Advisor: Elizabeth Thompson
Genes inherited from the same ancestral copy by related individuals are said to be identical by descent (IBD). In quantitative genetics, correlation of trait values between relatives has often been modeled as a function of the kinship coefficient, a parameter that summarizes pairwise IBD sharing either at a locus or at the genome level. Pedigree kinship, the expectation of locus/genome-wide kinship over realizations of descent in the pedigree, is a deterministic function of the pedigree relationship. However, realized (actual) genome-wide kinship varies widely around this expected value, and even more so for locus level kinship. The availability of better and denser genetic marker data has made it possible to estimate both local and genome-wide IBD sharing very accurately. This is further supported by my recent work on efficient estimation of realized genome-wide kinship from genetic marker data. It is natural to use accurate estimates of realized genome-wide kinship in place of pedigree kinship to capture genetic correlation between relatives in random effects models for estimation or testing of variance parameters. A question of interest is how much difference would this make in the analyses, taking into account the specific relationship types/pedigree structures involved.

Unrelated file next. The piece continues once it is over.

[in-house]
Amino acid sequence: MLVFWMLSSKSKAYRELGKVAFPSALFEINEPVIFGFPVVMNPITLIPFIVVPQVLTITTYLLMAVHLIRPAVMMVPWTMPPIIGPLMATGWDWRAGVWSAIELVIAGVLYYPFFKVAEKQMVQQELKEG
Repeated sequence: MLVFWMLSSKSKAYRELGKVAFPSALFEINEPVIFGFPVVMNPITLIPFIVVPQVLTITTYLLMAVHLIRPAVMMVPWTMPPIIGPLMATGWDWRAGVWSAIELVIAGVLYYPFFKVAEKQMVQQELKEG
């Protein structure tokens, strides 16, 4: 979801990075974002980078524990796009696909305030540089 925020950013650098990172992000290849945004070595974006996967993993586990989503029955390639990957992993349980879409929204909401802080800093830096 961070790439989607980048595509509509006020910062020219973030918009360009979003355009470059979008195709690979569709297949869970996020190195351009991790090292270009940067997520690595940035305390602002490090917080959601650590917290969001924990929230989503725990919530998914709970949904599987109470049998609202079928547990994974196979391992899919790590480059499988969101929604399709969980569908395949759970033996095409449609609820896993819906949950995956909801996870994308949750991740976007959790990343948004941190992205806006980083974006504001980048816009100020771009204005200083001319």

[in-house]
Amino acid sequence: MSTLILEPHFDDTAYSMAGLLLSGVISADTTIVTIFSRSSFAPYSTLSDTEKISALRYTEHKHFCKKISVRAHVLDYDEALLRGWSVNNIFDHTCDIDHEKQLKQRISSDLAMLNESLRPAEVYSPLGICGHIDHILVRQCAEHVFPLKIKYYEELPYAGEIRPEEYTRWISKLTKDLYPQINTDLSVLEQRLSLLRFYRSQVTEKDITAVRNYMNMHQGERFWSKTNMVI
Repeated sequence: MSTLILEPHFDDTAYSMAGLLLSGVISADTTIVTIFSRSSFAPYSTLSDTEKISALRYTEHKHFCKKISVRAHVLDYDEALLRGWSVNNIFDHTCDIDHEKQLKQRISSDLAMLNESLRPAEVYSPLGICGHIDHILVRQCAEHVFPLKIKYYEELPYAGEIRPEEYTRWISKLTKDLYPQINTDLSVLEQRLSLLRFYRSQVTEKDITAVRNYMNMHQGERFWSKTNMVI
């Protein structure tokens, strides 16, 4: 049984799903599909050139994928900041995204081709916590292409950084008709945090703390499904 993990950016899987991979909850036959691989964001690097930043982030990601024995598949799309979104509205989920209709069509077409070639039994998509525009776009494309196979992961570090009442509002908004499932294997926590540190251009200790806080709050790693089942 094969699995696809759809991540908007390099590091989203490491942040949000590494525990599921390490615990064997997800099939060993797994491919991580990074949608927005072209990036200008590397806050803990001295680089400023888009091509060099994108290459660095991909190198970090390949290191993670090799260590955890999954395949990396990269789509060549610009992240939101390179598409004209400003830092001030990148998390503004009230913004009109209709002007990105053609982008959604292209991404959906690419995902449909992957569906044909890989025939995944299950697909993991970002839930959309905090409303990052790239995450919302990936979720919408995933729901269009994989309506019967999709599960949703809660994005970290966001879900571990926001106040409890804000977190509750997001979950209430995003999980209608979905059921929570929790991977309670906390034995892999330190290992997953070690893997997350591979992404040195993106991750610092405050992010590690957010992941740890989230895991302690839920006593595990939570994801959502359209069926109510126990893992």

Starting with maximum likelihood estimation of variance parameters in a simple random effects model with only the additive genetic random effects and random residuals, I investigate the statistical properties of the parameter estimates when the correlation structure of the additive genetic effects is a function of the realized genome-wide kinship. Under this assumed true trait model, I show that fitting a model with pedigree kinship to capture genetic correlation still yields consistent point estimates of the variance parameters. Between using pedigree kinship or realized genome-wide kinship for model fitting, the asymptotic sampling variance of the parameter estimates may or may not differ, depending on the distributions of eigenvalues of the corresponding kinship matrices. Extreme eigenvalues, particularly those at the lower end of the spectrum are most influential in reducing asymptotic sampling variances of the parameter estimates. These analytical conclusions are supported by extensive simulation studies. My findings are also in agreement with relevant results from the literature. Next, I will extend my analysis to estimation as well as hypothesis testing of variance parameters under more complex random effects models.